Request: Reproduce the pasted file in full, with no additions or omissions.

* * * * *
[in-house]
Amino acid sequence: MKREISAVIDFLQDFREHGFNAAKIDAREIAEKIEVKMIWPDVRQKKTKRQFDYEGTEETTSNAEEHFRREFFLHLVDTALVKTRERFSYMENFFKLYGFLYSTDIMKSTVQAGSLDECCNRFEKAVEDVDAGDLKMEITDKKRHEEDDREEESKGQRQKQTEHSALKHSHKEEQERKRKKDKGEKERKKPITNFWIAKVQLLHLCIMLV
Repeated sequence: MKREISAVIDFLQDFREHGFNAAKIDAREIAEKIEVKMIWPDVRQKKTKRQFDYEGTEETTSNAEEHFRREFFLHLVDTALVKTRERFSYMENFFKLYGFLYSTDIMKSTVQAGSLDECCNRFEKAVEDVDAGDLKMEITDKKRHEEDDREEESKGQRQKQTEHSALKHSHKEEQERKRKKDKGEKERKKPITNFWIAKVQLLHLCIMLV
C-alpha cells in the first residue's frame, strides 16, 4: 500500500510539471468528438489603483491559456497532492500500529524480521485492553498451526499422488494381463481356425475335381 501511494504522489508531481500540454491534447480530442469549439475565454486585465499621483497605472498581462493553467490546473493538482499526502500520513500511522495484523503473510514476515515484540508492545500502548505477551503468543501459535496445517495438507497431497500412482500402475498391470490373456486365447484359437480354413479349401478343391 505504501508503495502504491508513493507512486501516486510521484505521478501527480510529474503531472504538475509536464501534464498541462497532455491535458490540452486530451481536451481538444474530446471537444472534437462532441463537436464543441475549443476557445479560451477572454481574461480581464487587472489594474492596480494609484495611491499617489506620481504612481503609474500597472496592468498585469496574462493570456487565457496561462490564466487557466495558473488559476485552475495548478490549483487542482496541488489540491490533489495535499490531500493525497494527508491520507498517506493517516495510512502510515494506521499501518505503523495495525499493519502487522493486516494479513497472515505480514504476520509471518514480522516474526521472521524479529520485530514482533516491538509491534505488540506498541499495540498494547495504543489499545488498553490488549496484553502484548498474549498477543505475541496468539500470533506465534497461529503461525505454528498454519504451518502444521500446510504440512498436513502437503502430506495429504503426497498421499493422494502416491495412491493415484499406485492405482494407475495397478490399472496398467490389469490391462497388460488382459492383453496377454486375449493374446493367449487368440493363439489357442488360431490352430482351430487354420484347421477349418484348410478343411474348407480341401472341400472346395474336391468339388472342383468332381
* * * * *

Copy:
[in-house]
Amino acid sequence: MKREISAVIDFLQDFREHGFNAAKIDAREIAEKIEVKMIWPDVRQKKTKRQFDYEGTEETTSNAEEHFRREFFLHLVDTALVKTRERFSYMENFFKLYGFLYSTDIMKSTVQAGSLDECCNRFEKAVEDVDAGDLKMEITDKKRHEEDDREEESKGQRQKQTEHSALKHSHKEEQERKRKKDKGEKERKKPITNFWIAKVQLLHLCIMLV
Repeated sequence: MKREISAVIDFLQDFREHGFNAAKIDAREIAEKIEVKMIWPDVRQKKTKRQFDYEGTEETTSNAEEHFRREFFLHLVDTALVKTRERFSYMENFFKLYGFLYSTDIMKSTVQAGSLDECCNRFEKAVEDVDAGDLKMEITDKKRHEEDDREEESKGQRQKQTEHSALKHSHKEEQERKRKKDKGEKERKKPITNFWIAKVQLLHLCIMLV
C-alpha cells in the first residue's frame, strides 16, 4: 500500500510539471468528438489603483491559456497532492500500529524480521485492553498451526499422488494381463481356425475335381 501511494504522489508531481500540454491534447480530442469549439475565454486585465499621483497605472498581462493553467490546473493538482499526502500520513500511522495484523503473510514476515515484540508492545500502548505477551503468543501459535496445517495438507497431497500412482500402475498391470490373456486365447484359437480354413479349401478343391 505504501508503495502504491508513493507512486501516486510521484505521478501527480510529474503531472504538475509536464501534464498541462497532455491535458490540452486530451481536451481538444474530446471537444472534437462532441463537436464543441475549443476557445479560451477572454481574461480581464487587472489594474492596480494609484495611491499617489506620481504612481503609474500597472496592468498585469496574462493570456487565457496561462490564466487557466495558473488559476485552475495548478490549483487542482496541488489540491490533489495535499490531500493525497494527508491520507498517506493517516495510512502510515494506521499501518505503523495495525499493519502487522493486516494479513497472515505480514504476520509471518514480522516474526521472521524479529520485530514482533516491538509491534505488540506498541499495540498494547495504543489499545488498553490488549496484553502484548498474549498477543505475541496468539500470533506465534497461529503461525505454528498454519504451518502444521500446510504440512498436513502437503502430506495429504503426497498421499493422494502416491495412491493415484499406485492405482494407475495397478490399472496398467490389469490391462497388460488382459492383453496377454486375449493374446493367449487368440493363439489357442488360431490352430482351430487354420484347421477349418484348410478343411474348407480341401472341400472346395474336391468339388472342383468332381